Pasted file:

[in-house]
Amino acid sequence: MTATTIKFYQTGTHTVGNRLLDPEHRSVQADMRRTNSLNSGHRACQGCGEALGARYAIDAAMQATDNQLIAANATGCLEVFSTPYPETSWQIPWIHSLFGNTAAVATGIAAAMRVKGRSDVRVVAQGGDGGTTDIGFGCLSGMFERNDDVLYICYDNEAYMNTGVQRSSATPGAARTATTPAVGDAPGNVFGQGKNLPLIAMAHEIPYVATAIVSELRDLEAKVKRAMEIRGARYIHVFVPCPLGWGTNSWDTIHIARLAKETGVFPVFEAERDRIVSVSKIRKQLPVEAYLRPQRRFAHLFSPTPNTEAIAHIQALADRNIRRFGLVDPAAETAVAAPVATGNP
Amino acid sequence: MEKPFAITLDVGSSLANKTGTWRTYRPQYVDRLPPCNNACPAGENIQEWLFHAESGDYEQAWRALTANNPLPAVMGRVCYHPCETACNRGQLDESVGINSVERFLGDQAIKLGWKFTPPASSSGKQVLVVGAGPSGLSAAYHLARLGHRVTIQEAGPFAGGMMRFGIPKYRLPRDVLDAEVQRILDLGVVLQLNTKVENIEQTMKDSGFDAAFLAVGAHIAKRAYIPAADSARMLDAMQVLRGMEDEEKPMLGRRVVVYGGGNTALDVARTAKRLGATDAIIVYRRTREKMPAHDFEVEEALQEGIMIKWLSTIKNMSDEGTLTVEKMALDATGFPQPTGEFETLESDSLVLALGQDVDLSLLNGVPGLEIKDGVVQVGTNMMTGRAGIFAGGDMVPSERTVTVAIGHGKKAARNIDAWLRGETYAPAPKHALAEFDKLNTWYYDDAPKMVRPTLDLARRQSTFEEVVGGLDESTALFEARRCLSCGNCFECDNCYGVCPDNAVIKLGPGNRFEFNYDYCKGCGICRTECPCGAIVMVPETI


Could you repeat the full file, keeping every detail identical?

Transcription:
[in-house]
Amino acid sequence: MTATTIKFYQTGTHTVGNRLLDPEHRSVQADMRRTNSLNSGHRACQGCGEALGARYAIDAAMQATDNQLIAANATGCLEVFSTPYPETSWQIPWIHSLFGNTAAVATGIAAAMRVKGRSDVRVVAQGGDGGTTDIGFGCLSGMFERNDDVLYICYDNEAYMNTGVQRSSATPGAARTATTPAVGDAPGNVFGQGKNLPLIAMAHEIPYVATAIVSELRDLEAKVKRAMEIRGARYIHVFVPCPLGWGTNSWDTIHIARLAKETGVFPVFEAERDRIVSVSKIRKQLPVEAYLRPQRRFAHLFSPTPNTEAIAHIQALADRNIRRFGLVDPAAETAVAAPVATGNP
Amino acid sequence: MEKPFAITLDVGSSLANKTGTWRTYRPQYVDRLPPCNNACPAGENIQEWLFHAESGDYEQAWRALTANNPLPAVMGRVCYHPCETACNRGQLDESVGINSVERFLGDQAIKLGWKFTPPASSSGKQVLVVGAGPSGLSAAYHLARLGHRVTIQEAGPFAGGMMRFGIPKYRLPRDVLDAEVQRILDLGVVLQLNTKVENIEQTMKDSGFDAAFLAVGAHIAKRAYIPAADSARMLDAMQVLRGMEDEEKPMLGRRVVVYGGGNTALDVARTAKRLGATDAIIVYRRTREKMPAHDFEVEEALQEGIMIKWLSTIKNMSDEGTLTVEKMALDATGFPQPTGEFETLESDSLVLALGQDVDLSLLNGVPGLEIKDGVVQVGTNMMTGRAGIFAGGDMVPSERTVTVAIGHGKKAARNIDAWLRGETYAPAPKHALAEFDKLNTWYYDDAPKMVRPTLDLARRQSTFEEVVGGLDESTALFEARRCLSCGNCFECDNCYGVCPDNAVIKLGPGNRFEFNYDYCKGCGICRTECPCGAIVMVPETI